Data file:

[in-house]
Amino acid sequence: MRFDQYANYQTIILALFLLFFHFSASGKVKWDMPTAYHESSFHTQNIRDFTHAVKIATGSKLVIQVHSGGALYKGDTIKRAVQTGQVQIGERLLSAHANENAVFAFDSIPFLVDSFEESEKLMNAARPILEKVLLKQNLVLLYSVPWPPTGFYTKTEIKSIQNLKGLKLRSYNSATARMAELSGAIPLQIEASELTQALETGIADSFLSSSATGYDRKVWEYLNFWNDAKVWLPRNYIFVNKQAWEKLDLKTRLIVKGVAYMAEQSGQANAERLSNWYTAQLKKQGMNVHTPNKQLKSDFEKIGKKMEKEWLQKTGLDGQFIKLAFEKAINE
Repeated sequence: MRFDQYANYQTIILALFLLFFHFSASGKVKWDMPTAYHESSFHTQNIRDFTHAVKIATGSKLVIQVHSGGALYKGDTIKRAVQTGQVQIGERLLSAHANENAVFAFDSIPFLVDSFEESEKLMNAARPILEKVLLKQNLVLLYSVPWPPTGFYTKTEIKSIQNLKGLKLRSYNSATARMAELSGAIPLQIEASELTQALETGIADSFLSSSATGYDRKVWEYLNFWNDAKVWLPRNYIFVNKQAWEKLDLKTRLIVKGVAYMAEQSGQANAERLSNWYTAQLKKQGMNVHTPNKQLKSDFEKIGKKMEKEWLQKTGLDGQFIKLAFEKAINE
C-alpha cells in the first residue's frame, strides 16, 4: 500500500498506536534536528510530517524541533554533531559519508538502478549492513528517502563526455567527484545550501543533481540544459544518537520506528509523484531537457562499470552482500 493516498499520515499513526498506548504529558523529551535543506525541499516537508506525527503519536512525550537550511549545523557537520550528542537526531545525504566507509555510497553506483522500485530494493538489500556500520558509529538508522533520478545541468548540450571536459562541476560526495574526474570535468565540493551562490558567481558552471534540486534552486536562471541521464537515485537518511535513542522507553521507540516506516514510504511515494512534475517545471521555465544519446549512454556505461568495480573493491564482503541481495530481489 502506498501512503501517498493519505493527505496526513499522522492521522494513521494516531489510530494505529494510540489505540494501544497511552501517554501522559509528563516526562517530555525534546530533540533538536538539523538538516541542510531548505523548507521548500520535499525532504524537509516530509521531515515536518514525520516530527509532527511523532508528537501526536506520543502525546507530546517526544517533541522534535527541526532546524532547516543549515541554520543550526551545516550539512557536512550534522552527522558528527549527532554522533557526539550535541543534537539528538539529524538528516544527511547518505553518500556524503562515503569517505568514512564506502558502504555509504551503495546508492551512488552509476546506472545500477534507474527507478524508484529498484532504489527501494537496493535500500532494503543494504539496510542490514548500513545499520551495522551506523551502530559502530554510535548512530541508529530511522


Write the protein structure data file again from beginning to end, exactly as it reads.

[in-house]
Amino acid sequence: MRFDQYANYQTIILALFLLFFHFSASGKVKWDMPTAYHESSFHTQNIRDFTHAVKIATGSKLVIQVHSGGALYKGDTIKRAVQTGQVQIGERLLSAHANENAVFAFDSIPFLVDSFEESEKLMNAARPILEKVLLKQNLVLLYSVPWPPTGFYTKTEIKSIQNLKGLKLRSYNSATARMAELSGAIPLQIEASELTQALETGIADSFLSSSATGYDRKVWEYLNFWNDAKVWLPRNYIFVNKQAWEKLDLKTRLIVKGVAYMAEQSGQANAERLSNWYTAQLKKQGMNVHTPNKQLKSDFEKIGKKMEKEWLQKTGLDGQFIKLAFEKAINE
Repeated sequence: MRFDQYANYQTIILALFLLFFHFSASGKVKWDMPTAYHESSFHTQNIRDFTHAVKIATGSKLVIQVHSGGALYKGDTIKRAVQTGQVQIGERLLSAHANENAVFAFDSIPFLVDSFEESEKLMNAARPILEKVLLKQNLVLLYSVPWPPTGFYTKTEIKSIQNLKGLKLRSYNSATARMAELSGAIPLQIEASELTQALETGIADSFLSSSATGYDRKVWEYLNFWNDAKVWLPRNYIFVNKQAWEKLDLKTRLIVKGVAYMAEQSGQANAERLSNWYTAQLKKQGMNVHTPNKQLKSDFEKIGKKMEKEWLQKTGLDGQFIKLAFEKAINE
C-alpha cells in the first residue's frame, strides 16, 4: 500500500498506536534536528510530517524541533554533531559519508538502478549492513528517502563526455567527484545550501543533481540544459544518537520506528509523484531537457562499470552482500 493516498499520515499513526498506548504529558523529551535543506525541499516537508506525527503519536512525550537550511549545523557537520550528542537526531545525504566507509555510497553506483522500485530494493538489500556500520558509529538508522533520478545541468548540450571536459562541476560526495574526474570535468565540493551562490558567481558552471534540486534552486536562471541521464537515485537518511535513542522507553521507540516506516514510504511515494512534475517545471521555465544519446549512454556505461568495480573493491564482503541481495530481489 502506498501512503501517498493519505493527505496526513499522522492521522494513521494516531489510530494505529494510540489505540494501544497511552501517554501522559509528563516526562517530555525534546530533540533538536538539523538538516541542510531548505523548507521548500520535499525532504524537509516530509521531515515536518514525520516530527509532527511523532508528537501526536506520543502525546507530546517526544517533541522534535527541526532546524532547516543549515541554520543550526551545516550539512557536512550534522552527522558528527549527532554522533557526539550535541543534537539528538539529524538528516544527511547518505553518500556524503562515503569517505568514512564506502558502504555509504551503495546508492551512488552509476546506472545500477534507474527507478524508484529498484532504489527501494537496493535500500532494503543494504539496510542490514548500513545499520551495522551506523551502530559502530554510535548512530541508529530511522